Women in Hardhats are a Growing Trend in the Construction Industry

MADISON, Ala. — Nationally, women make up less than 10 percent of the construction industry – 9.1 percent according to the National Association of Women in Construction.

That number has been steadily increasing over the past decade, so much that the NAWIC started a Women in Construction Week, held annually in March. It highlights women as viable components of the construction industry and raises awareness of the opportunities available for women in the construction industry.

Hoar Construction, headquartered in Birmingham and contracted to build the new Rocket City Trash Pandas’ baseball stadium in Madison, has long since broken through.

When it comes to women wearing hardhats on a construction site, Hoar Construction says women are beginning to dominate in engineering and project management positions within their company. Hoar’s female workforce is up to 20 percent, but what kind of challenges do women face on a construction site and how do so many find their way into the business?

Meet Amanda Black, Safety Manager

Amanda Black

Amanda Black is a safety manager for Hoar Construction and is with the crew at the baseball stadium. Amanda is 29 years old and her parents have worked for Hoar for over 32 years.

“I grew up on a construction site,” said Black. “As a child, I picked things apart to see how they were built. Even with toys, I wasn’t interested in the thing itself.

“I was more interested in how it was put together and what was inside that made it work.”

Black went to college on a scholarship, but the school didn’t offer academics in engineering or construction.

She came back to what she knew. Eleven years later, she is working for Hoar and is back in school for construction management.

“No one should be limited in what they want to be, if they have the heart for it,” Black said. “You have to have a thick skin to be a woman among so many men, but you need a thick skin in life anyway, right?”

As a safety manager, Amanda notes that everyone on a construction site has a very important job and the more skills sets you have, the more it benefits you.

“I started out as a laborer trying my hands at carpentry work, concrete, and I know how to operate some of the equipment,” she said. “I also help with the shell work on empty buildings and cross over to quality control when they need help.

“It’s what you do – you work your way up.”

Meet Jessica Yarbrough, Assistant Superintendent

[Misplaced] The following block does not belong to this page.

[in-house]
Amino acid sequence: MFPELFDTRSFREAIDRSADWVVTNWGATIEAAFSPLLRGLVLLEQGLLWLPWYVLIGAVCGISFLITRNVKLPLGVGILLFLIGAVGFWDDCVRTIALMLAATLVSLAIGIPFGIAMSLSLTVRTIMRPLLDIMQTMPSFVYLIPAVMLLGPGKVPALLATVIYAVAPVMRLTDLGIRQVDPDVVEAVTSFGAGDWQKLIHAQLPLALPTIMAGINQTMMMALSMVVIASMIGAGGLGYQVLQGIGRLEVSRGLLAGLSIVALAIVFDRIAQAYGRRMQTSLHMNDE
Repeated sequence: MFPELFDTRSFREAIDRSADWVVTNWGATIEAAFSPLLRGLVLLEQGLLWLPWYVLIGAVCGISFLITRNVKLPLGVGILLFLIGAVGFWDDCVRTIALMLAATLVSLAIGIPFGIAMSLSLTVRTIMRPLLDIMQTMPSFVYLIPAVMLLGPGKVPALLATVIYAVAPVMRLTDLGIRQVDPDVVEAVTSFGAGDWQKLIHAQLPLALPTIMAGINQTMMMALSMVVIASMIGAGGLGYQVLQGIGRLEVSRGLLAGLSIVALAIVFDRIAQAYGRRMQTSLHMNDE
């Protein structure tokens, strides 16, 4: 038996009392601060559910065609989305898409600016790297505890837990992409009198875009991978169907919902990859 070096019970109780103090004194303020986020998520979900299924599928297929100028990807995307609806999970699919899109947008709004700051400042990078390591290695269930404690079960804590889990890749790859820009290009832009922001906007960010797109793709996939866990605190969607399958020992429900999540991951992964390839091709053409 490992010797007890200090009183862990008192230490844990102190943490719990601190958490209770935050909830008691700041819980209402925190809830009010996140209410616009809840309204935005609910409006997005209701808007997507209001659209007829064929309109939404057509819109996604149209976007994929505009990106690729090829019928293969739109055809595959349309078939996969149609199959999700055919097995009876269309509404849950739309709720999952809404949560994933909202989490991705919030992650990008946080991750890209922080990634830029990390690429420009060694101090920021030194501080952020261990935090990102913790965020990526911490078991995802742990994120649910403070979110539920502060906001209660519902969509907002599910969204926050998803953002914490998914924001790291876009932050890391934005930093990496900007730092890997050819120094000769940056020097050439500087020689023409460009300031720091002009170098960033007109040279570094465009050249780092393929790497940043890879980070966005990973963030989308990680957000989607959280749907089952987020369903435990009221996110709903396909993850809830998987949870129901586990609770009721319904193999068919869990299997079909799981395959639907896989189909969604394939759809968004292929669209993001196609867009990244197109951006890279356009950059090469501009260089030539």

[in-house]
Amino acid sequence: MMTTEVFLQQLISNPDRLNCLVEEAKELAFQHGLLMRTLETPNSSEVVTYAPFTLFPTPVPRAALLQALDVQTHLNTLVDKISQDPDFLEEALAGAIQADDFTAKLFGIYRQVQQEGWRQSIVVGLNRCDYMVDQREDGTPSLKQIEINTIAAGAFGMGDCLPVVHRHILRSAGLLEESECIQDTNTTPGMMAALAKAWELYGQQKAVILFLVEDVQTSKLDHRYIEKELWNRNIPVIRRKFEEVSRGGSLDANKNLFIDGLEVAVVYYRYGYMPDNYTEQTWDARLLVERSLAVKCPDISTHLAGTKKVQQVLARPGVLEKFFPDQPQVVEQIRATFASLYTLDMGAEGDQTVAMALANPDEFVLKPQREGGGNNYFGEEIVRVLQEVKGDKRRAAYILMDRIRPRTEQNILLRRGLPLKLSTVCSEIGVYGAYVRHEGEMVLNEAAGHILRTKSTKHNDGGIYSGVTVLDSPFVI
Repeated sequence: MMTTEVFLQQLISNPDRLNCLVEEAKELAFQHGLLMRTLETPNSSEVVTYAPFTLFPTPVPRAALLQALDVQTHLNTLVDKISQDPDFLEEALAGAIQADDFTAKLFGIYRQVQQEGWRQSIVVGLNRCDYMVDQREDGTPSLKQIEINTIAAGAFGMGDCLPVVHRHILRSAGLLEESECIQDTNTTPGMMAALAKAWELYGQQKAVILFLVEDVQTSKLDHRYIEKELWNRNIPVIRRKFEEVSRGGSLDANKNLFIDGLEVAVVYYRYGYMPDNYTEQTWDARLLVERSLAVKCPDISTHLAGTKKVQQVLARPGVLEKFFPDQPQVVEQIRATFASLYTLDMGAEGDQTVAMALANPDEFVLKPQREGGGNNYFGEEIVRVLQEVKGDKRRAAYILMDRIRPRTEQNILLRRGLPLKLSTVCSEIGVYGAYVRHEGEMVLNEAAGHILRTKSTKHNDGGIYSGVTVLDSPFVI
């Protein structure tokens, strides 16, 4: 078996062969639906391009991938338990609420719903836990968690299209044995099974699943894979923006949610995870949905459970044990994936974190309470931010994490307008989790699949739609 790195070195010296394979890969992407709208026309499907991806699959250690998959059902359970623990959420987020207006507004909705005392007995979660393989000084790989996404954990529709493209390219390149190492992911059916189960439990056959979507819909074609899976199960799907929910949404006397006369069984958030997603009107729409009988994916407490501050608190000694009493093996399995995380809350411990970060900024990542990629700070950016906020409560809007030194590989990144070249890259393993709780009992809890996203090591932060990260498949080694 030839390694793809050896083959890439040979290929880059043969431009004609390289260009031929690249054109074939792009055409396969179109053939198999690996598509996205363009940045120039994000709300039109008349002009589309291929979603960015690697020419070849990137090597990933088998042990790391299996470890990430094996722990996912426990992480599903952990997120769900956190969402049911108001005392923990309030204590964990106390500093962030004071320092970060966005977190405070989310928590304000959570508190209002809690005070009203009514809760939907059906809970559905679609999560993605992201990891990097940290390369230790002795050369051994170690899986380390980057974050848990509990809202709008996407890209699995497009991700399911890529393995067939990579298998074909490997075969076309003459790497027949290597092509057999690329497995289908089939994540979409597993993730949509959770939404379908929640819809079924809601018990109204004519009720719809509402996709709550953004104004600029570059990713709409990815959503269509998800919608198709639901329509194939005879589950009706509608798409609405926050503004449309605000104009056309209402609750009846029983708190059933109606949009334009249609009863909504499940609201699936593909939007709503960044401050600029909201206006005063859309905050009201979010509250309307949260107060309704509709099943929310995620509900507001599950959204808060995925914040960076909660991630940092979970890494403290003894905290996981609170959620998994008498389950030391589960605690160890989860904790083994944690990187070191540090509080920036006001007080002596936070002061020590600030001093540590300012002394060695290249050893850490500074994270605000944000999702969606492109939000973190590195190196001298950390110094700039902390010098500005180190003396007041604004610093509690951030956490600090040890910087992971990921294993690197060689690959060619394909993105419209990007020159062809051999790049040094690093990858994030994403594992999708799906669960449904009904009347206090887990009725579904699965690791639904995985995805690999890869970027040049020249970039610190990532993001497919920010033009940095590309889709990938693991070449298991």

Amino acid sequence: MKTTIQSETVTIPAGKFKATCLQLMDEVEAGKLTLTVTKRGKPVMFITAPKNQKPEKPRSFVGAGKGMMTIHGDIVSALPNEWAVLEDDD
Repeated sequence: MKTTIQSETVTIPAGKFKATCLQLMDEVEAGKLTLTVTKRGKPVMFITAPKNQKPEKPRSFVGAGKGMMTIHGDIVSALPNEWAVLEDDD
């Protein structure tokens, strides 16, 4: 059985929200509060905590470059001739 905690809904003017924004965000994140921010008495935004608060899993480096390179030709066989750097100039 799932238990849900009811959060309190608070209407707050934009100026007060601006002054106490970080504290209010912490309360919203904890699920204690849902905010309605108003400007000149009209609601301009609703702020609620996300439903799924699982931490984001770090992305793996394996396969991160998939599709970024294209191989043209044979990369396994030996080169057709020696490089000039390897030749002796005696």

Jessica Yarbrough

Jessica Yarbrough grew up learning the cabinetry trade from her father who worked as a boat captain three days on and three days off. Cabinetry was a hobby he excelled in and still does.

Jessica can build cabinets, but she chose not to pursue the craftsmanship side of construction. Instead, she has spent the past 7½ years traveling from project to project with her husband who is a superintendent for Hoar Construction.

Yarbrough has worked on a Disney World project in Orlando; built a physical fitness facility for the Army in Clarksville, Tenn.; built an outdoor shopping center in Baton Rouge, La.; and a commissary at Naval Air Station Jacksonville (Fla.)

Now she is in Arlington, Va., working for the first time without her husband on a 12-story midrise apartment building.

“I am an exterior scan superintendent,” said Yarbrough. “I am responsible for the brick, metal panel, glass storefront, and glass curtain wall that makes up the exterior on this project. Every day, I oversee the work of our trade partners, including brick masons, a metal panel guy, our window installer, and ironworkers.

“I work a little bit with the exterior framers and with our air barrier system, and I handle all the scheduling, coordination, and I manage workflow to ensure the project gets built on time.”

Yarbrough started college in premed but, while in the process of switching to nursing, an advisor noticed she was taking extra math classes. She asked Jessica if she was good at math and when she answered “Yes,” they encouraged her to pursue engineering rather than the medical field.

“I feel I have grown into the job,” she said. “There were opportunities for workers to pull a fast one on me or to get by with stuff but, instead, we worked through some teachable moments that made us all better at our jobs.”

Since then, there have been only a handful of times when she felt being a woman negatively impacted what she was trying to do.

“I find the day-to-day challenges – getting the job done on time and on budget – is harder than any challenges I face as a woman in a male-dominated field.”

Meet Donna Strange, Assistant Superintendent

Donna Strange

Donna Strange, like Jessica Yarbrough, is an assistant superintendent for Hoar Construction and she coordinates among multiple trade partners, documenting and making notification of field changes in real time on any project.